Prathamesh Jaju with his astronomical equipment in Nasrapur, near Pune, Maharashtra | By special arrangement
Prathamesh Jaju with his astronomical equipment in Nasrapur, near Pune, Maharashtra | By special arrangement
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New Delhi: Prathamesh Jaju, a 16-year-old amateur astronomer and astrophotographer from Pune, Maharashtra, has managed to capture one of the clearest and most detailed images of the Moon.

The image, which has been shared widely on the internet, is a composite of 55,000 images which add up to over 186 gigabytes in size.

 

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A post shared by Prathamesh Jaju (@prathameshjaju)

Speaking to ThePrint, Jaju, who started exploring astronomy photography in 2018, said: “I did not expect my image of the moon to go this viral, but yes, it is my best shot so far.”

The cancellation of his Class X exams amid the pandemic-induced lockdowns has further motivated Jaju into learning more about astrophotography.

“Our tenth standard exams got cancelled, and since I had a telescope with me at home, I started engaging more with it,” said the student of Vidya Bhavan High School in Pune.


Also read: Moons with masks, sky on Skype — Covid has changed life for Bengaluru astronomers’ club


Space-mad child prodigy

Since he was a child, Jaju had a passion for space and astronomy, and was a fan of the science fiction movie/TV franchises Star Trek and Star Wars.

At the age of 13, he finally got to learn more about space when he joined one of India’s oldest amateur astronomy clubs, Jyotirvidya Parisanstha (JVP) in Pune. JVP is an NGO that organises courses in astronomy and astrophotography, as well as star-gazing sessions.

“Since childhood, I have loved watching series and movies like Star Trek and Star Wars. I have always wanted to learn more about anything related to space and astronomy. I finally got to do this when I joined the JVP astronomy club as a volunteer when I was 13,” the 16-year-old said.

Since then, Jaju’s images of the moon and planets like Mars and Jupiter on Instagram have been featured on various photography accounts related to the science of astronomy, such as youresa, celestronuniverse, intospace0, and astrophotography.india.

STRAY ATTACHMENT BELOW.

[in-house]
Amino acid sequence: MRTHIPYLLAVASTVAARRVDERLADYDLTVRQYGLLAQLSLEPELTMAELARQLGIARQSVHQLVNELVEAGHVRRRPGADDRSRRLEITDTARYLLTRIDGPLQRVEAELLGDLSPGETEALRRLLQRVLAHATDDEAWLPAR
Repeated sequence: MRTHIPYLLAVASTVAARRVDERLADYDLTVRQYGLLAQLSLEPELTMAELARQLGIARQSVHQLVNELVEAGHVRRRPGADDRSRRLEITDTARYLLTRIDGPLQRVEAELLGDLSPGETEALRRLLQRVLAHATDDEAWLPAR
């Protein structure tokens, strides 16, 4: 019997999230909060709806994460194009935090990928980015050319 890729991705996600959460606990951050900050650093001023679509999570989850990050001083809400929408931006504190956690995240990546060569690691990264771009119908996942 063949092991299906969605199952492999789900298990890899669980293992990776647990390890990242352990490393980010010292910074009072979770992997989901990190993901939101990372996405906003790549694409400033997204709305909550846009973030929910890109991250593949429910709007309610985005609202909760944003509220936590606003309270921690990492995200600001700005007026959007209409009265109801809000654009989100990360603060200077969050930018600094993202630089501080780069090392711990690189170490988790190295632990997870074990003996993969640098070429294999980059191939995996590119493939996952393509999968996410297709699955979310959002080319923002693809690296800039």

How the Moon was captured

It took four hours for Jaju to capture the image of the Moon, and three days to complete processing and editing.

Uploading the composite on Instagram, Jaju wrote: “This image is an HDR Composite of two different images made to give it a 3 dimensional effect. This is my most detailed and clearest shot of the third quarter Mineral Moon… I captured around 50,000+ images over 186 GigaBytes of Data which almost killed my laptop with the processing.”

Jaju said he used a Celestron 5 Cassegrain OTA telescope; high speed astronomy imaging camera ZWO ASI120MC-S; SkyWatcher EQ3-2 GO-TO, a widely used mount for visual astronomy; and the telescope lens GSO 2X BARLOW at 3 metres of focal length to produce the image.

Explaining the process further, he said: “I first captured them (images) by capturing multiple videos on different small areas of the Moon. Each video contains around 2000 frames; first, we stabilise them, then we merge and stack each video into one image. So I took around 38 videos. Now we have 38 images.

“We sharpen each one of them manually and then stitch them together in Photoshop like a big mosaic. Once the mosaic is done, some more adjustments are made and some final touch-ups and boom!”

Jaju said he used software like PIPP, Autostakkert, IMPPG, Registax 6, Adobe Photoshop and Lightroom for some final touches.

(Edited by Shreyas Sharma)


Also read: Scientists have taken the world’s biggest photo ever, and it’s of a cauliflower


 

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